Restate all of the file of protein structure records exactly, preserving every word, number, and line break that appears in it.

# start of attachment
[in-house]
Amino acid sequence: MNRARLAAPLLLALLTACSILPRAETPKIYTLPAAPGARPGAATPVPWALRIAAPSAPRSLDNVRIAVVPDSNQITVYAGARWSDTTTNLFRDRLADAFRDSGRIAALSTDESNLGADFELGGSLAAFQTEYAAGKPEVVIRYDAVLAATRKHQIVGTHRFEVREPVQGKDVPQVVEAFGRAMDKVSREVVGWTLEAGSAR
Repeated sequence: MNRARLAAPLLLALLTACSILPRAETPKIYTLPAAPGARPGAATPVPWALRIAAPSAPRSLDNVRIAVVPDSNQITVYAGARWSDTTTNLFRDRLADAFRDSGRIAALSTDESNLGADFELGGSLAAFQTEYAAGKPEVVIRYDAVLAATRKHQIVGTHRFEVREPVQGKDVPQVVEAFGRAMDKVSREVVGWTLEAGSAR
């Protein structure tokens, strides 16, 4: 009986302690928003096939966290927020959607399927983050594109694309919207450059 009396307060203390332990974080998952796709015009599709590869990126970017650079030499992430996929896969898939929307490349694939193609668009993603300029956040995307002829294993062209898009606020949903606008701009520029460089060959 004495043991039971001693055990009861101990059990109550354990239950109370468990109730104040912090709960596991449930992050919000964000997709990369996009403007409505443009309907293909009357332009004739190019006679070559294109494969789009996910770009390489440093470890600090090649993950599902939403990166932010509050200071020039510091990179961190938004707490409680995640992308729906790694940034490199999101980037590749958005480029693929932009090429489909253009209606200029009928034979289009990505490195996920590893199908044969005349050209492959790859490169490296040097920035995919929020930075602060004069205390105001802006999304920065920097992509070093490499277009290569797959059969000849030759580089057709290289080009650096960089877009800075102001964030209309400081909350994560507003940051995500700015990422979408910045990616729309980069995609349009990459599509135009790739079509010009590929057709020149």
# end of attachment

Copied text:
[in-house]
Amino acid sequence: MNRARLAAPLLLALLTACSILPRAETPKIYTLPAAPGARPGAATPVPWALRIAAPSAPRSLDNVRIAVVPDSNQITVYAGARWSDTTTNLFRDRLADAFRDSGRIAALSTDESNLGADFELGGSLAAFQTEYAAGKPEVVIRYDAVLAATRKHQIVGTHRFEVREPVQGKDVPQVVEAFGRAMDKVSREVVGWTLEAGSAR
Repeated sequence: MNRARLAAPLLLALLTACSILPRAETPKIYTLPAAPGARPGAATPVPWALRIAAPSAPRSLDNVRIAVVPDSNQITVYAGARWSDTTTNLFRDRLADAFRDSGRIAALSTDESNLGADFELGGSLAAFQTEYAAGKPEVVIRYDAVLAATRKHQIVGTHRFEVREPVQGKDVPQVVEAFGRAMDKVSREVVGWTLEAGSAR
């Protein structure tokens, strides 16, 4: 009986302690928003096939966290927020959607399927983050594109694309919207450059 009396307060203390332990974080998952796709015009599709590869990126970017650079030499992430996929896969898939929307490349694939193609668009993603300029956040995307002829294993062209898009606020949903606008701009520029460089060959 004495043991039971001693055990009861101990059990109550354990239950109370468990109730104040912090709960596991449930992050919000964000997709990369996009403007409505443009309907293909009357332009004739190019006679070559294109494969789009996910770009390489440093470890600090090649993950599902939403990166932010509050200071020039510091990179961190938004707490409680995640992308729906790694940034490199999101980037590749958005480029693929932009090429489909253009209606200029009928034979289009990505490195996920590893199908044969005349050209492959790859490169490296040097920035995919929020930075602060004069205390105001802006999304920065920097992509070093490499277009290569797959059969000849030759580089057709290289080009650096960089877009800075102001964030209309400081909350994560507003940051995500700015990422979408910045990616729309980069995609349009990459599509135009790739079509010009590929057709020149």